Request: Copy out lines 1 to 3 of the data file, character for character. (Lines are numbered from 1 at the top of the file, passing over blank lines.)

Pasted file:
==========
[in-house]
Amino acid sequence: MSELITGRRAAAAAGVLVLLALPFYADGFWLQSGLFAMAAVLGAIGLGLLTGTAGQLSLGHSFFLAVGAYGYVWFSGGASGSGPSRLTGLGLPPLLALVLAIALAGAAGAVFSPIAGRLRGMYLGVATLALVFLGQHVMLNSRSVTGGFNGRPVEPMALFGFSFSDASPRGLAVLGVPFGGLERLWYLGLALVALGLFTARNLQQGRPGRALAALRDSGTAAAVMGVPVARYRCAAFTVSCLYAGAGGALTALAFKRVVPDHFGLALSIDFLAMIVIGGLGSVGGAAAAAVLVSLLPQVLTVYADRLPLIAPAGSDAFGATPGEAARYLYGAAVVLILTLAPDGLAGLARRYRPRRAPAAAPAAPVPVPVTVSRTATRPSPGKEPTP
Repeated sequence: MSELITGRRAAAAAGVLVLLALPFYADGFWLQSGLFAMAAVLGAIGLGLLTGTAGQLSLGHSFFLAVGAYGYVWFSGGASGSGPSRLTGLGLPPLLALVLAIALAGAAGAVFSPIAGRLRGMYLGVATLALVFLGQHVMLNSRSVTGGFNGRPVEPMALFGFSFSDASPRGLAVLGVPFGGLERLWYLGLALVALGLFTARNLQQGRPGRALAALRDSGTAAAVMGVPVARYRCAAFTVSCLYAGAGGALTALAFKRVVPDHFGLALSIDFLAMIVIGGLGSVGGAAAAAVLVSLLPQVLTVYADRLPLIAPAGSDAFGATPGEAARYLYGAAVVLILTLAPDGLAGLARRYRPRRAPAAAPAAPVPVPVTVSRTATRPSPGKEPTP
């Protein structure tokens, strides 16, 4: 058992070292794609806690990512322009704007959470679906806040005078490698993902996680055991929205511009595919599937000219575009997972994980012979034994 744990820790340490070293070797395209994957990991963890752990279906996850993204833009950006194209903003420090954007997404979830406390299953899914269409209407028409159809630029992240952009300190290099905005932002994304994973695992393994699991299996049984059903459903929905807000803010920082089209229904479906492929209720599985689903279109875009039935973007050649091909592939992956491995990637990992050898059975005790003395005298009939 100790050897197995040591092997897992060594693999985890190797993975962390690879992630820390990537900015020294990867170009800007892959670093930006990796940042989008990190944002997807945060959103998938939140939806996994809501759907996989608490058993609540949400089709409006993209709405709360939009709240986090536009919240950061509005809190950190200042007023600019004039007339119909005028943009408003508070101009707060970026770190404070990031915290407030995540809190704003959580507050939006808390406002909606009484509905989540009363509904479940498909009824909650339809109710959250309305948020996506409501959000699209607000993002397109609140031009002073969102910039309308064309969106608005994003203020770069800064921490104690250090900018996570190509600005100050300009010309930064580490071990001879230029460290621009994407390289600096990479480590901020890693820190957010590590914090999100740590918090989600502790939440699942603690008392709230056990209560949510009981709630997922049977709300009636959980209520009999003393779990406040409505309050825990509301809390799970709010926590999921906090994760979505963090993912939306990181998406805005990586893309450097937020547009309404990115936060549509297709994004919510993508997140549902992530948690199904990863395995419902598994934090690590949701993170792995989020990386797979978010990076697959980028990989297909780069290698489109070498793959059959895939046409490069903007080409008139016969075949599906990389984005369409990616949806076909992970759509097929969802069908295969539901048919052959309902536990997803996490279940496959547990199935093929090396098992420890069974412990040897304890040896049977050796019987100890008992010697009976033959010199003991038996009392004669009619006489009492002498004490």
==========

[in-house]
Amino acid sequence: MSELITGRRAAAAAGVLVLLALPFYADGFWLQSGLFAMAAVLGAIGLGLLTGTAGQLSLGHSFFLAVGAYGYVWFSGGASGSGPSRLTGLGLPPLLALVLAIALAGAAGAVFSPIAGRLRGMYLGVATLALVFLGQHVMLNSRSVTGGFNGRPVEPMALFGFSFSDASPRGLAVLGVPFGGLERLWYLGLALVALGLFTARNLQQGRPGRALAALRDSGTAAAVMGVPVARYRCAAFTVSCLYAGAGGALTALAFKRVVPDHFGLALSIDFLAMIVIGGLGSVGGAAAAAVLVSLLPQVLTVYADRLPLIAPAGSDAFGATPGEAARYLYGAAVVLILTLAPDGLAGLARRYRPRRAPAAAPAAPVPVPVTVSRTATRPSPGKEPTP
Repeated sequence: MSELITGRRAAAAAGVLVLLALPFYADGFWLQSGLFAMAAVLGAIGLGLLTGTAGQLSLGHSFFLAVGAYGYVWFSGGASGSGPSRLTGLGLPPLLALVLAIALAGAAGAVFSPIAGRLRGMYLGVATLALVFLGQHVMLNSRSVTGGFNGRPVEPMALFGFSFSDASPRGLAVLGVPFGGLERLWYLGLALVALGLFTARNLQQGRPGRALAALRDSGTAAAVMGVPVARYRCAAFTVSCLYAGAGGALTALAFKRVVPDHFGLALSIDFLAMIVIGGLGSVGGAAAAAVLVSLLPQVLTVYADRLPLIAPAGSDAFGATPGEAARYLYGAAVVLILTLAPDGLAGLARRYRPRRAPAAAPAAPVPVPVTVSRTATRPSPGKEPTP